The Metro Colombo Catchment Wetland Management Strategy (2016) identified Colombo’s wetlands as biodiversity rich with >250 plant and >280 animal species. This includes 9 nationally threatened and 11 near threatened flora, such as the tree climber Aganope heptaphylla, and 18 threatened and 18 near threatened fauna, such as the Fishing Cat (Prionailurus viverrinus). The strategy also determined that wetlands are fundamental to the well-being of the 2.3 million people of Colombo, particularly the urban poor, with 60% of households directly benefiting from wetland livelihoods and products, such as fish and rice, and 100% receiving indirect benefits from flood protection, climate cooling and pest regulation.

However, despite the widespread benefits and unique biodiversity, Colombo‘s wetlands are being destroyed and degraded. Since the 1980s, 60% of the wetlands have been lost, largely through infilling. The current rate of loss is approximately 1.2% per annum which would result in half being lost by 2070. The wetlands currently provide flood protection for up to a 1 in 50 year flood. If all wetlands are lost, Colombo would experience a catastrophic flood, like that experienced in 2010 with flood damages equal to 1% of Colombo’s GDP, on average every year.

Wetlands are also being degraded through water and solid waste pollution. Currently, 64% of the wetland areas have bad or very bad water quality. Alien invasive species such as Annona glabra are also a significant threat to native biodiversity.

Wetland loss and degradation are threatening Colombo’s biodiversity and linked security of local livelihoods. Community groups (e.g. farmers, fishers), civil society and government have called for a catchment scale approach that: identifies and implements community best practices that maintain biodiversity and sustainable livelihoods; improves wetland monitoring to inform management and reduce flood risk; and establishes management and planning principles to enhance wetland resilience.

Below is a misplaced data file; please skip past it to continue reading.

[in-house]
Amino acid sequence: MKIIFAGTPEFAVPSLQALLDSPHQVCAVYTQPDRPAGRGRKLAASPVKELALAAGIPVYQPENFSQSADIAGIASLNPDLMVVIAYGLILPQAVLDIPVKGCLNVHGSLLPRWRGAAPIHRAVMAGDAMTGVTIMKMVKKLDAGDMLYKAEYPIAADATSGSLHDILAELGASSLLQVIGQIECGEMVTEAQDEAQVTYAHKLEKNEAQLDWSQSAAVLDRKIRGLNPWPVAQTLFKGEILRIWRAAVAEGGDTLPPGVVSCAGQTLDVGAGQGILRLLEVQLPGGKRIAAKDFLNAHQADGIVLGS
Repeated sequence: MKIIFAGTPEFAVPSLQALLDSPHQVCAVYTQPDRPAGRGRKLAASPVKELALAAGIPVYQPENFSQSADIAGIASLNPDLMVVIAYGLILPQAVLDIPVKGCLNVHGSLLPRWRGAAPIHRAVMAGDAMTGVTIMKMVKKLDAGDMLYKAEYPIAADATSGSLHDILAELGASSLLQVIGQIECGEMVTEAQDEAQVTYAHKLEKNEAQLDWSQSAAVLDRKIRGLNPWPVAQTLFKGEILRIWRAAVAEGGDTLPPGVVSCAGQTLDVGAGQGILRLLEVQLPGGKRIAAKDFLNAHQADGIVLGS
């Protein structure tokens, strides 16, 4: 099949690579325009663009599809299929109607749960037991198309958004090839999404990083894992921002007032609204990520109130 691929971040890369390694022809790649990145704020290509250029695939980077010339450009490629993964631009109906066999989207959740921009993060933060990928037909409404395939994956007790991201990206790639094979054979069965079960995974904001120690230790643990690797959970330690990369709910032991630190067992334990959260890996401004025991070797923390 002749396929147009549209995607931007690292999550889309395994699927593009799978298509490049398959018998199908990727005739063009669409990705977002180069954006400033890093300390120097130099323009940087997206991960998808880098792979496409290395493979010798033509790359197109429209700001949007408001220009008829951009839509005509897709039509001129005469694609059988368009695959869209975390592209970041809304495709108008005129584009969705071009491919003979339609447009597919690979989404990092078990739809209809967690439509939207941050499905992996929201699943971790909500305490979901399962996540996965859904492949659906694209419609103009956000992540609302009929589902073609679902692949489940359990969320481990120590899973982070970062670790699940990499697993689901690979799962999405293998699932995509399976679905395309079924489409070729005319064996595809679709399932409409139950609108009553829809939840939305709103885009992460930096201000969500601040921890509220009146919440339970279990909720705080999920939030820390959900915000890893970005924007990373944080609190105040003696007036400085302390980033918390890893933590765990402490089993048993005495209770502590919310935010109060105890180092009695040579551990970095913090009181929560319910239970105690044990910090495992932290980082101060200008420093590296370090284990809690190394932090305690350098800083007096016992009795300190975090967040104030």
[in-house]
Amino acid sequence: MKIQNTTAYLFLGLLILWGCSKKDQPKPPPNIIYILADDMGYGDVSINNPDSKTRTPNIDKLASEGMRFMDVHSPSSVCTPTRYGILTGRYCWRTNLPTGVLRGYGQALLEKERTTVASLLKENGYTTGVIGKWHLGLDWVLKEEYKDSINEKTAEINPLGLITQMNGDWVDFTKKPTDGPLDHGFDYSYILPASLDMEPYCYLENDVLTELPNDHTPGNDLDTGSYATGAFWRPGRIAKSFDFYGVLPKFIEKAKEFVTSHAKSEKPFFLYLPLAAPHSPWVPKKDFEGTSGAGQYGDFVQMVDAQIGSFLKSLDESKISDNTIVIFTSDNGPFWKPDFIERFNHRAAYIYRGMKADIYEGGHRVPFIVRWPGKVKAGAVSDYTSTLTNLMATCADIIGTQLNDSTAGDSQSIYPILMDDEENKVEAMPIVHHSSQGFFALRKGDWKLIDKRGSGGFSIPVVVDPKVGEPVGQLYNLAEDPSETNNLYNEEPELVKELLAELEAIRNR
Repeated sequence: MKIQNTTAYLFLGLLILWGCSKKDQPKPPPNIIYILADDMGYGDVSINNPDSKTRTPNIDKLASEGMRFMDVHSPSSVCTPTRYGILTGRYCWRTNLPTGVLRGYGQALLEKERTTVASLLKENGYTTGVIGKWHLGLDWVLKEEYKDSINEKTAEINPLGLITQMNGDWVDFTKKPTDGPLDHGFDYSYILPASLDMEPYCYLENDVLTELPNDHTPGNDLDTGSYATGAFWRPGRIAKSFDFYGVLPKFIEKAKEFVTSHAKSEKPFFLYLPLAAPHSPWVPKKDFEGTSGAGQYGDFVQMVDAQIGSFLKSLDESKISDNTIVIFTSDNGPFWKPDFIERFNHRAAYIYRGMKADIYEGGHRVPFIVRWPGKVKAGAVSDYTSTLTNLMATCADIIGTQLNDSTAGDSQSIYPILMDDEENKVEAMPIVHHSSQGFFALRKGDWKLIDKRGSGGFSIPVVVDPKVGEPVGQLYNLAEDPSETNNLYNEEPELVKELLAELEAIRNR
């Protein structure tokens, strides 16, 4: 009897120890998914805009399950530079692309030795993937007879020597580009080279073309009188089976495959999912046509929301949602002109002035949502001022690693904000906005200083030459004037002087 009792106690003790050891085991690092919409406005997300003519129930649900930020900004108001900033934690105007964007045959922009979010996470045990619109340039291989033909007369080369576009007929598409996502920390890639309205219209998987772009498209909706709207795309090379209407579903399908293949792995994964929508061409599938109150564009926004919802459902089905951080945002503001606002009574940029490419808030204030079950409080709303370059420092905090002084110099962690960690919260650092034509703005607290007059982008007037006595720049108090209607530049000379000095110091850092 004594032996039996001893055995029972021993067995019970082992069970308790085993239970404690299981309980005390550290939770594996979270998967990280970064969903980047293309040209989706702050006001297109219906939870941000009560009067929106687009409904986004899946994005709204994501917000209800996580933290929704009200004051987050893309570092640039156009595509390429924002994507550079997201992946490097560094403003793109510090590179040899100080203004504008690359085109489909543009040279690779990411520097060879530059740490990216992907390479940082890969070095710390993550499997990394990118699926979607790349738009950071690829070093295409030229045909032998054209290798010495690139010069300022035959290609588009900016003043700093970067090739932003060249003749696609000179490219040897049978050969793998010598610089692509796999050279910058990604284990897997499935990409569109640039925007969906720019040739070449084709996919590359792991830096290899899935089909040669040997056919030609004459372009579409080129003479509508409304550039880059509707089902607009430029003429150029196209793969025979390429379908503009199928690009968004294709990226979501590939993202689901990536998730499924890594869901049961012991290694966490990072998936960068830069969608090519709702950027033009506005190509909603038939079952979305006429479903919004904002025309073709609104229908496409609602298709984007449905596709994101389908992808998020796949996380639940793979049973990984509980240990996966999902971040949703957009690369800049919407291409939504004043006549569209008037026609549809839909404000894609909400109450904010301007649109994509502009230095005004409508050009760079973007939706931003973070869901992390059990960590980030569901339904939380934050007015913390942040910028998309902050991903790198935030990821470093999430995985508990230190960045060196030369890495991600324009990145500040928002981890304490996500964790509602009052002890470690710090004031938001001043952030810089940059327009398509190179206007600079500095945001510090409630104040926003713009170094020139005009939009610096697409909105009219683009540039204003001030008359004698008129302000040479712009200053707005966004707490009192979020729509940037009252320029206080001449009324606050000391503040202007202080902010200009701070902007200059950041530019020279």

Internationally, there has been little focus on how urban wetland biodiversity supports local livelihoods and human well-being. In Metro Colombo, previous government agencies and CSO initiatives, most notably the Wetland Management Strategy 2016, highlight the urgency for a coordinated approach that focuses on community livelihood practices and monitoring. Thus, working in 19 communities across the Metro Colombo catchment, this project uses a highly participatory approach for identifying and strengthening community-led wetland management solutions, developing wetland monitoring and management principles to provide a catchment wide approach.

The project will link community initiatives and wetland management on the ground with government policy and practice. The project has been designed to deliver biodiversity conservation, household livelihoods and, human health and well-being improvements to secure the future for both wildlife and Colombo’s residents.

The project ran from September 2020 until July 2023.

  • Location Sri Lanka
  • Collaborators International Water Management Institute (IWMI), Colombo, Sri Lanka Biodiversity Secretariat, Ministry of Environment, Sri Lanka Department of Wildlife Conservation, Ministry of Wildlife and Forest Conservation, Sri Lanka Wetland Management Division, Sri Lanka Land Development Corporation (SLLDC), Sri Lanka Central Environmental Authority (CEA), Ministry of Environment, Sri Lanka Urban Development Authority (UDA), Ministry of Urban Development and Housing, Sri Lanka Field Ornithology Group of Sri Lanka (FOGSL), Sri Lanka
  • Funding Darwin Initiative
  • Service provided Research, Implementation
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